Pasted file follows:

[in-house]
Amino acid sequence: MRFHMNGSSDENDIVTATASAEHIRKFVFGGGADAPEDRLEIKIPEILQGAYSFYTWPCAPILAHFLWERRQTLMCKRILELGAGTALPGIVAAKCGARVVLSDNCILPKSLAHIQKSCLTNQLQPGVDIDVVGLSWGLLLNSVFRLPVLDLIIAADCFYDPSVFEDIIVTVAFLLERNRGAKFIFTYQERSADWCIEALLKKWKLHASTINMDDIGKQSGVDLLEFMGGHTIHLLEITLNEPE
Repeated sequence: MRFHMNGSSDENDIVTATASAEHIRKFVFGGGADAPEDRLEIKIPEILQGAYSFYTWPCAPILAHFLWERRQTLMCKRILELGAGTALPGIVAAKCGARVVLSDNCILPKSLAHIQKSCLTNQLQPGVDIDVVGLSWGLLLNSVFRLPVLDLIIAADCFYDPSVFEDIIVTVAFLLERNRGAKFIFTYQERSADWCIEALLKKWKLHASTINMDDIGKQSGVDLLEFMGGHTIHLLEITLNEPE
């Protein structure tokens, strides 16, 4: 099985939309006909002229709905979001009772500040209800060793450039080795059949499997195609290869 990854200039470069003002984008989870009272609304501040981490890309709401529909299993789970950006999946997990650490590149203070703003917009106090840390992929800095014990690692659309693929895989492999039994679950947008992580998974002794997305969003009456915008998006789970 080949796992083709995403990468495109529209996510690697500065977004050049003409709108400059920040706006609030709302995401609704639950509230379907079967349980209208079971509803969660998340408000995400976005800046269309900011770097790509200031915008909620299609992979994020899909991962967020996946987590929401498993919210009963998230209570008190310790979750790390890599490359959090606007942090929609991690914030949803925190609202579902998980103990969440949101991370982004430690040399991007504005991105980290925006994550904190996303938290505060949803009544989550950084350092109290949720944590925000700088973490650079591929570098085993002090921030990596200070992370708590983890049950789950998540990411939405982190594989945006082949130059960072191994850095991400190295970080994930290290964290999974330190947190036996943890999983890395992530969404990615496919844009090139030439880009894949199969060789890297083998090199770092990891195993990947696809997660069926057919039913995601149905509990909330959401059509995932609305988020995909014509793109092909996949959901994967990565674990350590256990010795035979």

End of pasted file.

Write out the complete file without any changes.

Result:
[in-house]
Amino acid sequence: MRFHMNGSSDENDIVTATASAEHIRKFVFGGGADAPEDRLEIKIPEILQGAYSFYTWPCAPILAHFLWERRQTLMCKRILELGAGTALPGIVAAKCGARVVLSDNCILPKSLAHIQKSCLTNQLQPGVDIDVVGLSWGLLLNSVFRLPVLDLIIAADCFYDPSVFEDIIVTVAFLLERNRGAKFIFTYQERSADWCIEALLKKWKLHASTINMDDIGKQSGVDLLEFMGGHTIHLLEITLNEPE
Repeated sequence: MRFHMNGSSDENDIVTATASAEHIRKFVFGGGADAPEDRLEIKIPEILQGAYSFYTWPCAPILAHFLWERRQTLMCKRILELGAGTALPGIVAAKCGARVVLSDNCILPKSLAHIQKSCLTNQLQPGVDIDVVGLSWGLLLNSVFRLPVLDLIIAADCFYDPSVFEDIIVTVAFLLERNRGAKFIFTYQERSADWCIEALLKKWKLHASTINMDDIGKQSGVDLLEFMGGHTIHLLEITLNEPE
């Protein structure tokens, strides 16, 4: 099985939309006909002229709905979001009772500040209800060793450039080795059949499997195609290869 990854200039470069003002984008989870009272609304501040981490890309709401529909299993789970950006999946997990650490590149203070703003917009106090840390992929800095014990690692659309693929895989492999039994679950947008992580998974002794997305969003009456915008998006789970 080949796992083709995403990468495109529209996510690697500065977004050049003409709108400059920040706006609030709302995401609704639950509230379907079967349980209208079971509803969660998340408000995400976005800046269309900011770097790509200031915008909620299609992979994020899909991962967020996946987590929401498993919210009963998230209570008190310790979750790390890599490359959090606007942090929609991690914030949803925190609202579902998980103990969440949101991370982004430690040399991007504005991105980290925006994550904190996303938290505060949803009544989550950084350092109290949720944590925000700088973490650079591929570098085993002090921030990596200070992370708590983890049950789950998540990411939405982190594989945006082949130059960072191994850095991400190295970080994930290290964290999974330190947190036996943890999983890395992530969404990615496919844009090139030439880009894949199969060789890297083998090199770092990891195993990947696809997660069926057919039913995601149905509990909330959401059509995932609305988020995909014509793109092909996949959901994967990565674990350590256990010795035979």